Thus the burden of proof is upon the skeptic to prove that placebo even applies to religious experience.
 
 
(2) Noetic aspects to the experiences
 
 
These are not informational but there is a sense in which the mystic feels that he has learned soemthing about the universe as a result of the experience. This usually is on the order of “God loves me” or “all is one.”
 
 
(3) The experience contains
 
 
the sense of the numinous or sense of the holy.
 
This is closely related to the Noetic sense and they clearly overlap but there is a distinction. The snse of the Holy could be more general and gives the sense that some unique and special aspect of reality exists. Some noetic qualities might be considered doctrinal in nature. “all is one” is a doctrinal statement. While I don't advocate using mystical experience to shape doctrine, because the shaping of doctrine in the Christian tradition revolves around pre given principles in revelatory texts, the nature of these qualities indicates more is going on than just misfire of some neuron.
 
 
(4) why positive?
 
 
These experiences are never negative. The only negativity associated with mystical experience is the sense of the mysterium tremendum, the highly serious nature of the Holy. That is not a lasting negative effect. If this is nothing more than brain chemistry and it’s just some sort of misfire where the brain just forgets to connect the sense of self to the part that says “I am not the world,” why is it so positive, transformative, vital? It’s not often that such a positive experience results form a biological accident.
 
 
(5) bad evolutionary theory
 
 
Mystical experience has not been tied to gene frequency. So the argument about adaptation has to rest upon the intermediaries that it provides, such as surviving long winters so one can have gene frequency. Yet all of those kinds of experiences flaunt the explanatory gap of consciousness. Why should we develop a mystically based sense of the world to get through hard long winter when we could more easily develop a brain circuiting that ignores boredom? Then this adaptation that is only there because it enabled us to get through being snowed in has such an amazing array of other effects such as life transformation and better mental health, and leads to the development of such complex fantasisms of errors as religious belief and organized religion. It’s so inefficient. Surely survival of the fittest should take the course of least resistance?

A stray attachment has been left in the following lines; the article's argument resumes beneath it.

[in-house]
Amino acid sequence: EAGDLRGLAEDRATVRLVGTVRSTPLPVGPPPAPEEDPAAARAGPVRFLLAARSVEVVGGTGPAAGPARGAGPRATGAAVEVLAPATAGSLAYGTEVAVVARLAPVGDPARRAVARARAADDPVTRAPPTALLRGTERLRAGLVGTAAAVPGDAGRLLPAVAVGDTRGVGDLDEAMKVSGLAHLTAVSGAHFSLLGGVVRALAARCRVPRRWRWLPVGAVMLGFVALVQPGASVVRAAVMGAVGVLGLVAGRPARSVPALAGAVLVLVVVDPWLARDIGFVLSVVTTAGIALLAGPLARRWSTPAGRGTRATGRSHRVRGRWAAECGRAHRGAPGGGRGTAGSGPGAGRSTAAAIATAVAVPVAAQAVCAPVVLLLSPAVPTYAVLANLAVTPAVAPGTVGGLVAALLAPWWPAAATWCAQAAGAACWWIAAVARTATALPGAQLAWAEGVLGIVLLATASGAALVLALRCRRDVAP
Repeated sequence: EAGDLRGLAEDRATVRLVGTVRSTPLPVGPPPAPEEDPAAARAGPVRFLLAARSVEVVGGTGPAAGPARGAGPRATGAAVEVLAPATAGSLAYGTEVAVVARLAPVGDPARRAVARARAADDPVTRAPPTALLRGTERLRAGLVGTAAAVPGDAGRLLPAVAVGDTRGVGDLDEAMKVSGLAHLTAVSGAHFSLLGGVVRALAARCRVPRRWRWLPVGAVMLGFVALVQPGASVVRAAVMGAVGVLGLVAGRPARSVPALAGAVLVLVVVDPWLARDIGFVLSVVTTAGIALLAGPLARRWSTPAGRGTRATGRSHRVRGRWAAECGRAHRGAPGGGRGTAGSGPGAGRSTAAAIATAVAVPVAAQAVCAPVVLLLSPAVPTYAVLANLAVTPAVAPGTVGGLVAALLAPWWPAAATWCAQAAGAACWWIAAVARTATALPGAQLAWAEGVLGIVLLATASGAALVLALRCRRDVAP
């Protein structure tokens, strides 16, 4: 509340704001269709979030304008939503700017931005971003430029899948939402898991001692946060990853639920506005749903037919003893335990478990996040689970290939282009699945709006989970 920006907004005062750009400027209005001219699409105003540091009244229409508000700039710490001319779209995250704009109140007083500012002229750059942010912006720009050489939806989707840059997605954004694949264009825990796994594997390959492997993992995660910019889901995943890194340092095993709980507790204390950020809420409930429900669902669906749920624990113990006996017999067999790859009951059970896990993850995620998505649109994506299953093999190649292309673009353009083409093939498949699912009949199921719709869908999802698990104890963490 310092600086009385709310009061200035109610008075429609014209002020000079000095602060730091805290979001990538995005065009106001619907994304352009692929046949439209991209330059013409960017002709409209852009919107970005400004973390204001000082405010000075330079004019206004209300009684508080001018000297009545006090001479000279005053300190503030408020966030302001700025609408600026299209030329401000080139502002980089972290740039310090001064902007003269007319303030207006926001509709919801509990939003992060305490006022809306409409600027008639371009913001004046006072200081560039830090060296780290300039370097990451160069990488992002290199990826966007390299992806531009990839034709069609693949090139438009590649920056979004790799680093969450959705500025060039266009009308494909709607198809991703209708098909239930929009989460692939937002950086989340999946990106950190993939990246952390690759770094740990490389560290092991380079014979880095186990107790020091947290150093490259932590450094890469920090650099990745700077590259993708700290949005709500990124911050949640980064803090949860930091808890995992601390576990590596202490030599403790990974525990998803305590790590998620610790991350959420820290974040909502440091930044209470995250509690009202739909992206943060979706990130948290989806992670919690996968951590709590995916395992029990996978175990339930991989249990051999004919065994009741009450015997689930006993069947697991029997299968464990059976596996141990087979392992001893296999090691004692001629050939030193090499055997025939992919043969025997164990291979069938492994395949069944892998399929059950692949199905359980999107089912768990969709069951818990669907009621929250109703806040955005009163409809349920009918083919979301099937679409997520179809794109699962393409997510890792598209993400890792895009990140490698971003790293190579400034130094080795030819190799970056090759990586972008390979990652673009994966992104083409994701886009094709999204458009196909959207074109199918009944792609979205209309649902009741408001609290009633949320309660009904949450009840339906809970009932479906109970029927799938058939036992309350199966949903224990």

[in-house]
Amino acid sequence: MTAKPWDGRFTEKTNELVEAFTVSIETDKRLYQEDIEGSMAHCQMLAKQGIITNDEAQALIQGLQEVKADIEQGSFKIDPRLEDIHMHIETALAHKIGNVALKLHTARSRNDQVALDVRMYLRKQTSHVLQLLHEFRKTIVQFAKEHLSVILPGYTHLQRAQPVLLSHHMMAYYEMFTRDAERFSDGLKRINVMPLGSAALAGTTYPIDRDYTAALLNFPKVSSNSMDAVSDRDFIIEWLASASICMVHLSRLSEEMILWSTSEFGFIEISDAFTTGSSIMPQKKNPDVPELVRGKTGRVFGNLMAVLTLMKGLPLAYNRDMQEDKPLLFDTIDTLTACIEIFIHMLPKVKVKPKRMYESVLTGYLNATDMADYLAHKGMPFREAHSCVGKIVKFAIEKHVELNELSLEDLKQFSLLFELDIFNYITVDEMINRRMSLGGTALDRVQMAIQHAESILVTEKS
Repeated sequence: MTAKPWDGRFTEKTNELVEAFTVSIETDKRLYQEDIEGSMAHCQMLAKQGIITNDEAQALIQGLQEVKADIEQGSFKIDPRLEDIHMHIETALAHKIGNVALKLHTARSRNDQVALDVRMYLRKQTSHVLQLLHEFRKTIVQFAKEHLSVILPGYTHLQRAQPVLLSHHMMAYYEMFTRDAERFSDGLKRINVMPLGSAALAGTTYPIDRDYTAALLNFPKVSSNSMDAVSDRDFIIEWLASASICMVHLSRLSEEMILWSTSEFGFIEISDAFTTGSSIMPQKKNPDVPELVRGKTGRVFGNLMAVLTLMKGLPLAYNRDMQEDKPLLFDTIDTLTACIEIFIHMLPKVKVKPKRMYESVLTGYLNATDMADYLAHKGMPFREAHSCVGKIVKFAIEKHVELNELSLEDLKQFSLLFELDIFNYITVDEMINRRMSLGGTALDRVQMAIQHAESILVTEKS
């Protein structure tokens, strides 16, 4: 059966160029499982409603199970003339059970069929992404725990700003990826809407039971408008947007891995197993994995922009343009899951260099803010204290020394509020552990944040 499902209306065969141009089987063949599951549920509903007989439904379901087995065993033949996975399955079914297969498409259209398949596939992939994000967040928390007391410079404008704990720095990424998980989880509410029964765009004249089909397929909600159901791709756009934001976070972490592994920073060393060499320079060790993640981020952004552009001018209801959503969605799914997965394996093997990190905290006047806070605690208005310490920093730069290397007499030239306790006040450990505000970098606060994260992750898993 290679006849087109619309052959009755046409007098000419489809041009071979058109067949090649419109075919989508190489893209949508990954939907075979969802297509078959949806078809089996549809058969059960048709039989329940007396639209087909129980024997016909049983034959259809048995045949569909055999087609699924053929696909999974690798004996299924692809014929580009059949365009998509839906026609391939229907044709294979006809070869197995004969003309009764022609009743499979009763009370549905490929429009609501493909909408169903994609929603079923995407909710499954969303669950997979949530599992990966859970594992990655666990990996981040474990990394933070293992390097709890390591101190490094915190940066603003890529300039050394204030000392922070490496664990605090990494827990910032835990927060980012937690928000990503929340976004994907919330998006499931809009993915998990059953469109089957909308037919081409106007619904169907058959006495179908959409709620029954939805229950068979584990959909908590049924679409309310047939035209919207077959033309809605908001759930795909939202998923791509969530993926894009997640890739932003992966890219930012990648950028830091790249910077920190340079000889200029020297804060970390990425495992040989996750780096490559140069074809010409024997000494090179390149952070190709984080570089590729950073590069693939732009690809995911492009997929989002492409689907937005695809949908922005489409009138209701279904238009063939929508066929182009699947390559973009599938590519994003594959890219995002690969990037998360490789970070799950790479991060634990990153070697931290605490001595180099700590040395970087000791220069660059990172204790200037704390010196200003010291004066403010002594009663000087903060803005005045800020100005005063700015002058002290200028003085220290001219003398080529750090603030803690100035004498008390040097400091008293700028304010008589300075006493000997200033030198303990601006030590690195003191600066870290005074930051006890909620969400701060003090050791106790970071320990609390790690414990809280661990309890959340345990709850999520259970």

(6) Navigation in life
 
 
Mystical experiences enable navigation in life, these experiences and their effects enable us to get through and to set our sights on higher idealistic concepts and ways of life. They provide a sense of self actualization, authentication, and enable the subjects to bear up in the face of adversity. Rozario writes about those in her study who suffered chronic pain or were dying: “The inner awareness of wholeness despite the odds points to an explicit experience of life which can transcend form and matter. This experience of wholeness or consciousness extends and challenges the view of disability and illness as only a myth making and revaluing opportunity in the lives of people.”[21] Gackenback, writes:
 
 
These states of being also result in behavioral and health changes. Ludwig (1985) found that 14% of people claiming spontaneous remission from alcoholism was due to mystical experiences while Richards (1978) found with cancer patients treated in a hallucinogenic drug-assisted therapy who reported mystical experiences improved significantly more on a measure of self-actualization than those who also had the drug but did not have a mystical experience. In terms of the Vedic Psychology group they report a wide range of positive behavioral results from the practice of meditation and as outlined above go to great pains to show that it is the transcendence aspect of that practice that is primarily responsible for the changes. Thus improved performance in many areas of society have been reported including education and business as well as personal health states (reviewed and summarized in Alexander et al., 1990). Specifically, the Vedic Psychology group have found that mystical experiences were associated with "refined sensory threshold and enhanced mind-body coordination (p. 115; Alexander et al., 1987).[22]



sources